What changes have you made to make room for this new mode of search? How long do you think it will be before voice search overthrows text-based queries?

About the author


Tina Courtney

Conscious online marketer, web executive, and multi-faceted writer Tina Courtney has been creating and fostering online innovations since 1996. Tina has assisted many clients in maximizing online production and marketing efforts, and is a staff writer for SiteProNews, one of the Web’s foremost webmaster and tech news blogs. She’s produced and marketed innovative content for major players like Disney and JDate, as well as boutique startups galore, with fortes including social media, SEO, influencer marketing, community management, lead generation, and project management. Tina is also a certified Reiki practitioner, herbalist, and accomplished life coach.  Learn more on LinkedIn, Facebook and Google+. Visit My Google+ Profile


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  • Very good insight in the future of voice search however I still think the technology has still got a long way to go it never really works that well for me personally. I think I am quite a well spoken Englishman yet whenever I try a voice search I’d say 4 times out of 10 it’s way off what I asked. The Google search is better than Siri I’d have to say though and seems to be more consistent.

    The other issue I also find is that I still feel a bit silly speaking to my phone asking it to do a search especially when someone else is listening and the results the device comes back with is nothing like what I asked. Maybe I’m expecting too much?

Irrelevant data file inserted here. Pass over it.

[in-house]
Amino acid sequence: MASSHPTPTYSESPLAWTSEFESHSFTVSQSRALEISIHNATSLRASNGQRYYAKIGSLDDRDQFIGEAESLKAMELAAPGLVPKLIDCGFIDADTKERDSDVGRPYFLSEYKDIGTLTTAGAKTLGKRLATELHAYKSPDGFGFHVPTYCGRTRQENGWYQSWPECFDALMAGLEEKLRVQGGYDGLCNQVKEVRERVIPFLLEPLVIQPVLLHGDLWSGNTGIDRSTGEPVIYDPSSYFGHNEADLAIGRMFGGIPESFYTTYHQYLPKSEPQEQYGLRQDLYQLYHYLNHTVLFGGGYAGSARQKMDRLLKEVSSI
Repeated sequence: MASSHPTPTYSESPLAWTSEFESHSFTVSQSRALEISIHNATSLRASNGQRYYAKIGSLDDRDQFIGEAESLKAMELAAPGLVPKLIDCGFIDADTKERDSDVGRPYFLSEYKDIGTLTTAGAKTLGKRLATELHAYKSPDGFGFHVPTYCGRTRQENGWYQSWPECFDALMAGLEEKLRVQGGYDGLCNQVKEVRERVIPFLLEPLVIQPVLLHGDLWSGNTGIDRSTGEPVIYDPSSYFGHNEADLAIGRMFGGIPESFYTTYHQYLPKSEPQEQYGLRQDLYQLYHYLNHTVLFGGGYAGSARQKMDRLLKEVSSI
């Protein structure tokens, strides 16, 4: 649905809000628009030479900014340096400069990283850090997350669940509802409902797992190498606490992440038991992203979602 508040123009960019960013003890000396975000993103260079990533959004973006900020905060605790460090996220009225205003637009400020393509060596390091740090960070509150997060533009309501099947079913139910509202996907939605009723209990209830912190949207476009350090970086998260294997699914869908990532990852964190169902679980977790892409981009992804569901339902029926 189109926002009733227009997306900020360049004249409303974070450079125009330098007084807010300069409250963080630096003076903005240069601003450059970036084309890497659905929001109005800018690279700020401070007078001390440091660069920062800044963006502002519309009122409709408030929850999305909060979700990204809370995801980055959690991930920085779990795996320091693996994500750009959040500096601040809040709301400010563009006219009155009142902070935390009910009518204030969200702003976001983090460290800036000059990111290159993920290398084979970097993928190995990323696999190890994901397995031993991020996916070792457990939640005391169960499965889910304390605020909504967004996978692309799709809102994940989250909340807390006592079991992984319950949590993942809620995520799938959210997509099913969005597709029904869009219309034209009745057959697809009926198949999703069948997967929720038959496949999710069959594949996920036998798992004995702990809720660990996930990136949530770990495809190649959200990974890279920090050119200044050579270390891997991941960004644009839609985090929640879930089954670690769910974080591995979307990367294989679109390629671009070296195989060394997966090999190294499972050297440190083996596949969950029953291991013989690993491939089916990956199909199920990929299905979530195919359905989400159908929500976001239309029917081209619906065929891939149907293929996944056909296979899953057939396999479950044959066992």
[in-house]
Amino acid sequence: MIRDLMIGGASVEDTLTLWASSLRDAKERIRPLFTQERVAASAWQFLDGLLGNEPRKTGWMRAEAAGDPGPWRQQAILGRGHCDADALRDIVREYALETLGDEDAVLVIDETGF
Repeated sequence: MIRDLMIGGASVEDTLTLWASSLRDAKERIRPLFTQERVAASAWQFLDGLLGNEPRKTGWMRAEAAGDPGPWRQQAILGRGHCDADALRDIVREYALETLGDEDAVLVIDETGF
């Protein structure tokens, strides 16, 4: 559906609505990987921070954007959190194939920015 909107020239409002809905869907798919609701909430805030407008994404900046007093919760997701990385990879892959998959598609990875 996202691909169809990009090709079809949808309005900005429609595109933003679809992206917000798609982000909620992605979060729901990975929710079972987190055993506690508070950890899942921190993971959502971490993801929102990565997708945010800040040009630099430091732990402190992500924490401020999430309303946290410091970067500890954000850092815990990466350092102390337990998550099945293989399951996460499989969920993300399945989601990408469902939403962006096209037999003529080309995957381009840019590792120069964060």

• Hello dear,
    It’s really next big thing for SEO.
    sagar ganatra

  • My phone has the voice search feature, but I have not tried it yet. And I think there are thousand people is just like me 😀

  • Hi Tina,

    Thank you for sharing such a latest buzz with us. It is very difficult to target site for voice search as every user has its own accent and in between Google bot does not get properly what use is actually searching for.

    Thanks again.

  • wow, this is so interesting feature about SEO that i have never seen sand never experienced before, thanks for sharing such an effective post.!

  • Voice search is what I concentrate on when doing keyword research, it’s only getting more important for SEO.

  • Thanks for sharing this post about the Next Big Thing in SEO. This awesome post inspired me a lot in doing my SEO work and also I got the useful idea about how to grow a new small business.
    Thanks a lot once again.

  • Voice search is really gonna trend for next few year. I personally use Google Speech to Write and Call my friend. Good to see Voice in SEO too.

  • The rise of voice search is just one SEO trend to keep an eye on in 2018. Following these voice search SEO tips is a great start toward climbing your way to the top of the voice search results.